What is the difference between core stability and core strength

to aid pelvic rehab

4 messages
30/03/2012 at 21:42

hi, been out for months with 'stress changes at adductor insertions', though this past week i think theres been moderate improvement after doing exercises suggested by a podiatrist - hip flexor stretches etc.

Have also started working on my core - planks, side planks, bridge, side steps with resistance band for glutes.

However, after researching it on internet im confused as to stability and strengthening - seems to be a lot of jargon and medical words used.

Could anybody explain the two in simple terms, which exercises are stability, which are strengthening and any recommendations for continuing groin/pelvis/adductor recovery???

Many thanks 

31/03/2012 at 17:36
Hi,
The 2 terms are often used interchangeably. I think most people would see them as the same thing.
That said when we talk about "strength" in a scientific way we mean a muscles ability to create force. With stability we mean how the muscles work to maintain a stable spinal position. So if you use that with the core, stability would mean how well you can maintain a plank or balance on gym ball. Core strength would mean,for example, how much weight you could lift if you did a resisted stomach crunch.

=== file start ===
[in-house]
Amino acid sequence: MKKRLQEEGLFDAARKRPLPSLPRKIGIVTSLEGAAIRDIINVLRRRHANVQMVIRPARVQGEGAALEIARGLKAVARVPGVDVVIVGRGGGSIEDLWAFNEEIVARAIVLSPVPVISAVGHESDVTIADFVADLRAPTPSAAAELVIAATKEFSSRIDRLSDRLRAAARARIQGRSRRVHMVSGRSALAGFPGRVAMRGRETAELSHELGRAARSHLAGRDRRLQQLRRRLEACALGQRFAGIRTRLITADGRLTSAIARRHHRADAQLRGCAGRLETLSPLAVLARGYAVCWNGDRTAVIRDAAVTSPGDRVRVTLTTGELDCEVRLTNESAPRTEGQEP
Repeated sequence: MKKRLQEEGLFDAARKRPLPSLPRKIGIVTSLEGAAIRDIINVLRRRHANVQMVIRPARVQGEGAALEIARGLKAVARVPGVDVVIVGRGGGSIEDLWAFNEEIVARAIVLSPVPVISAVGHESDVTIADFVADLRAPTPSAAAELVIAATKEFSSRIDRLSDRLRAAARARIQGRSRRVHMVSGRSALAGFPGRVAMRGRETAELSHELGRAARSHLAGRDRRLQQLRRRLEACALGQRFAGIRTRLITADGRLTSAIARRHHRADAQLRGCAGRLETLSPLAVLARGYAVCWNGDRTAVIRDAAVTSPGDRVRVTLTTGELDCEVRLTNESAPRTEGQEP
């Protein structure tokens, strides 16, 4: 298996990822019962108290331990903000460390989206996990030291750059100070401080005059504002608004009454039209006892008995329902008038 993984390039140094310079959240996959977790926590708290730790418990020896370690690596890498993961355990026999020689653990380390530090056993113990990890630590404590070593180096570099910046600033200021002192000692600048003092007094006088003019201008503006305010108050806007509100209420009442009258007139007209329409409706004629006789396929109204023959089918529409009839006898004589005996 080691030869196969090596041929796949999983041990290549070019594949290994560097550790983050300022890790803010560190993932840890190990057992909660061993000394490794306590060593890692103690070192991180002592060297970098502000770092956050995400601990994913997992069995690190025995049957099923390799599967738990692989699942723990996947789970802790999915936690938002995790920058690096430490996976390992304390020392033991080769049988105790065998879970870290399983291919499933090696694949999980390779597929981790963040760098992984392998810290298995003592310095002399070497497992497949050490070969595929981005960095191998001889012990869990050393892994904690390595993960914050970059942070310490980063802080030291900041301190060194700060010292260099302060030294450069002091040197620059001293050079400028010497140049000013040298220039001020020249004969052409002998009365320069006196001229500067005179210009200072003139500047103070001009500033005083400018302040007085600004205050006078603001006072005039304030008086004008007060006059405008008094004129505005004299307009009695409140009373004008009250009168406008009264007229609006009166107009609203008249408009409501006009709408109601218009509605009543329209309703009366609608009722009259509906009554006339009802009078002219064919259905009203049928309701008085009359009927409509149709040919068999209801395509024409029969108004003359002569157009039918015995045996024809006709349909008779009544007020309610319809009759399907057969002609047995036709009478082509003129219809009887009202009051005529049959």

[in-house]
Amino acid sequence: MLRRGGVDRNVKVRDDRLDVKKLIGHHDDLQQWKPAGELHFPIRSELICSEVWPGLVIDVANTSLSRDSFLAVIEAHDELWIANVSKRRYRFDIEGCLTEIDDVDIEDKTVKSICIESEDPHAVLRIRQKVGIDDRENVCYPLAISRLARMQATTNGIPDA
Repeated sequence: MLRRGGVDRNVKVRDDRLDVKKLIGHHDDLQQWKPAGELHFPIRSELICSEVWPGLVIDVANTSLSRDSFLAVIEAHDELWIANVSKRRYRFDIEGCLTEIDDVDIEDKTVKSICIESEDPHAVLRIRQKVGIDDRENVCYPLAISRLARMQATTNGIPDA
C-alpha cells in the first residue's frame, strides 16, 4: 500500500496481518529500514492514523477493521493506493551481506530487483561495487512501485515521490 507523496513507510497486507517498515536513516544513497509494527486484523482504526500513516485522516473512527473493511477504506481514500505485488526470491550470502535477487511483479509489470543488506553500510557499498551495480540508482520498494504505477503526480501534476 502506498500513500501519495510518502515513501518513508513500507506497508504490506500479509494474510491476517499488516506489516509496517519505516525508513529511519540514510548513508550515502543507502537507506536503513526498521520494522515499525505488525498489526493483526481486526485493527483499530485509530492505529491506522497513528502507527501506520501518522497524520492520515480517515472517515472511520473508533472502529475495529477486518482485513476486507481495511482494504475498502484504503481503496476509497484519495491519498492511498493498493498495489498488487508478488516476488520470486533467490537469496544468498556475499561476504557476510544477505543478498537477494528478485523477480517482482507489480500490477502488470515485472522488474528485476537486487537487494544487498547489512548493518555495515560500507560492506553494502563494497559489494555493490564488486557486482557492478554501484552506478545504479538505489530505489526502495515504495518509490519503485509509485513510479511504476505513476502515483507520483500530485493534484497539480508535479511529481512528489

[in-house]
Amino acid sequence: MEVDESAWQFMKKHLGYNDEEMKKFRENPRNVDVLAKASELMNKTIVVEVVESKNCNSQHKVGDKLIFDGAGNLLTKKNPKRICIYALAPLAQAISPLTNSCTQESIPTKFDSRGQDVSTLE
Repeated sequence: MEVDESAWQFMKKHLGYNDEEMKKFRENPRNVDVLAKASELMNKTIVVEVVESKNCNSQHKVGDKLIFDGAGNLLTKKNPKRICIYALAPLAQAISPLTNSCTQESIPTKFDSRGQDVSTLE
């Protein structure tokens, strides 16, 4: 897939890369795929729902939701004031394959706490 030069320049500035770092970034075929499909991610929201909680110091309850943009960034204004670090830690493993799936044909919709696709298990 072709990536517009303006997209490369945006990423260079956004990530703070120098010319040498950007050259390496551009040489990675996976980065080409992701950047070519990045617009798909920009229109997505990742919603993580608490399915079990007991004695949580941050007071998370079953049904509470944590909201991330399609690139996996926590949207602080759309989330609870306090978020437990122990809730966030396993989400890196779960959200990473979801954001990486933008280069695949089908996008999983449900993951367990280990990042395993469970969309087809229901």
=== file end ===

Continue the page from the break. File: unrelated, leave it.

The two are undoubtedly interlinked. With stability the focus is on control and prevention of unwanted movement. The aim is to keep a small arch in your lower back and the pelvis in a neutral position. This can be done while the body is static (e.g. In a plank) or while the body is moving (e.g. Bridging) the core is kept stable throughout. This is one of the principles behind Pilates. It can also involve a contraction of "core muscles". These are deep in the abdomen and pelvic floor. They wrap around the lower back like a corset to help control movement. They include a muscle called transversus abdominus which was a major thing in core stability up until recently when research started to question if it had a role in stability. People will often say to "engage your core" it is often this muscle they mean. A common way to engage it is to gently draw your abdomen in about an inch. The aim is then to maintain this while you do your stability exercise. Stability is about control and quality of movement.

Strength is about load. To work core strength then you could load muscles supposedly involved in stabilising the core. These include glute med and max, rectus abdominus, your obliques, erector spinae and lats. There is some debate though as to whether these muscles have a stabilising role as they are not designed for that. They are more for moving loads than holding the spine in a stable position.

Sorry for such a lengthy answer, it's actually quite a complex question!
01/04/2012 at 11:43
Thanks Tom really good answer, simplfies it all and gives me a couple of good ideas for my training
01/04/2012 at 18:31

parklife, one way of putting it is that core stability is what results from core strength.

If you imagine yourself standing up, you need 'pillar' strength to stop falling over when you raise one leg, either with the opposing arm (as in running) or not.  If you imagine yourself in a plank position, recruiting your core (stength) is what gives you the ability to remain in a stable platform without sagging (core stability)


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